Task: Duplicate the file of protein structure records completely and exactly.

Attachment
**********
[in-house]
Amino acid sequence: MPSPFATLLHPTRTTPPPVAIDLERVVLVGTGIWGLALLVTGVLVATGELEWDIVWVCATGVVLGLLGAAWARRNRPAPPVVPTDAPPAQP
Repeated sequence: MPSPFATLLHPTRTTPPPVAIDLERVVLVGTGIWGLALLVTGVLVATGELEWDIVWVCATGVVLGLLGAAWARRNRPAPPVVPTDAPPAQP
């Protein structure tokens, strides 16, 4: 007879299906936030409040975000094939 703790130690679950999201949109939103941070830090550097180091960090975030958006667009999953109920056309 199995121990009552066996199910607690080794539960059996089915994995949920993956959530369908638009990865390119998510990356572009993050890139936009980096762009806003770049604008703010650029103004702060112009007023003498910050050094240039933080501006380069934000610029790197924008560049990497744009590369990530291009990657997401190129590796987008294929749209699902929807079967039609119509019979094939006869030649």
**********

[in-house]
Amino acid sequence: MPSPFATLLHPTRTTPPPVAIDLERVVLVGTGIWGLALLVTGVLVATGELEWDIVWVCATGVVLGLLGAAWARRNRPAPPVVPTDAPPAQP
Repeated sequence: MPSPFATLLHPTRTTPPPVAIDLERVVLVGTGIWGLALLVTGVLVATGELEWDIVWVCATGVVLGLLGAAWARRNRPAPPVVPTDAPPAQP
């Protein structure tokens, strides 16, 4: 007879299906936030409040975000094939 703790130690679950999201949109939103941070830090550097180091960090975030958006667009999953109920056309 199995121990009552066996199910607690080794539960059996089915994995949920993956959530369908638009990865390119998510990356572009993050890139936009980096762009806003770049604008703010650029103004702060112009007023003498910050050094240039933080501006380069934000610029790197924008560049990497744009590369990530291009990657997401190129590796987008294929749209699902929807079967039609119509019979094939006869030649």